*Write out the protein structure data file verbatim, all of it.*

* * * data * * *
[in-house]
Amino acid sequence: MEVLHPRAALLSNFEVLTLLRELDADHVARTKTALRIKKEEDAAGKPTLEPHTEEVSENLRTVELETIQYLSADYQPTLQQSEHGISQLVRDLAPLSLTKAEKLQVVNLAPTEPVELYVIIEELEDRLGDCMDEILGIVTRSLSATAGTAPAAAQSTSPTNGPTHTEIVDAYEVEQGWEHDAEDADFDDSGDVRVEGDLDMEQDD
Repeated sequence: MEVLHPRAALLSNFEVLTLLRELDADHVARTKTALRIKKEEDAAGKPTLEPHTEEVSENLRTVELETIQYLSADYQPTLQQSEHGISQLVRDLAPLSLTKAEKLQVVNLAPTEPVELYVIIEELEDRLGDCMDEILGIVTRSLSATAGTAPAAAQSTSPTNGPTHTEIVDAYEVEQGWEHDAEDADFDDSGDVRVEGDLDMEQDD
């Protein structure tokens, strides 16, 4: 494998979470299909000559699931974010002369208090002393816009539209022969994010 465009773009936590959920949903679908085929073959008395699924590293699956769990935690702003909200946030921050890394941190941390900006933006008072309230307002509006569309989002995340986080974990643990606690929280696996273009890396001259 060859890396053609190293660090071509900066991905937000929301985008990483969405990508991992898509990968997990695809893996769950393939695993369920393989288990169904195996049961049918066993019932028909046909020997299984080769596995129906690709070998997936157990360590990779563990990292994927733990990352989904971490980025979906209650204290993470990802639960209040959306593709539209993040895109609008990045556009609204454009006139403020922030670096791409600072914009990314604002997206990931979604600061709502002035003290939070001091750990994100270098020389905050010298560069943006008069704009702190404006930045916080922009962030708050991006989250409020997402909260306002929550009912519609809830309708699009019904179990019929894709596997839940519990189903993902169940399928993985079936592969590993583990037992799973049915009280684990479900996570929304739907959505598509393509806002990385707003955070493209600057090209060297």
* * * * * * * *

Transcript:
[in-house]
Amino acid sequence: MEVLHPRAALLSNFEVLTLLRELDADHVARTKTALRIKKEEDAAGKPTLEPHTEEVSENLRTVELETIQYLSADYQPTLQQSEHGISQLVRDLAPLSLTKAEKLQVVNLAPTEPVELYVIIEELEDRLGDCMDEILGIVTRSLSATAGTAPAAAQSTSPTNGPTHTEIVDAYEVEQGWEHDAEDADFDDSGDVRVEGDLDMEQDD
Repeated sequence: MEVLHPRAALLSNFEVLTLLRELDADHVARTKTALRIKKEEDAAGKPTLEPHTEEVSENLRTVELETIQYLSADYQPTLQQSEHGISQLVRDLAPLSLTKAEKLQVVNLAPTEPVELYVIIEELEDRLGDCMDEILGIVTRSLSATAGTAPAAAQSTSPTNGPTHTEIVDAYEVEQGWEHDAEDADFDDSGDVRVEGDLDMEQDD
């Protein structure tokens, strides 16, 4: 494998979470299909000559699931974010002369208090002393816009539209022969994010 465009773009936590959920949903679908085929073959008395699924590293699956769990935690702003909200946030921050890394941190941390900006933006008072309230307002509006569309989002995340986080974990643990606690929280696996273009890396001259 060859890396053609190293660090071509900066991905937000929301985008990483969405990508991992898509990968997990695809893996769950393939695993369920393989288990169904195996049961049918066993019932028909046909020997299984080769596995129906690709070998997936157990360590990779563990990292994927733990990352989904971490980025979906209650204290993470990802639960209040959306593709539209993040895109609008990045556009609204454009006139403020922030670096791409600072914009990314604002997206990931979604600061709502002035003290939070001091750990994100270098020389905050010298560069943006008069704009702190404006930045916080922009962030708050991006989250409020997402909260306002929550009912519609809830309708699009019904179990019929894709596997839940519990189903993902169940399928993985079936592969590993583990037992799973049915009280684990479900996570929304739907959505598509393509806002990385707003955070493209600057090209060297």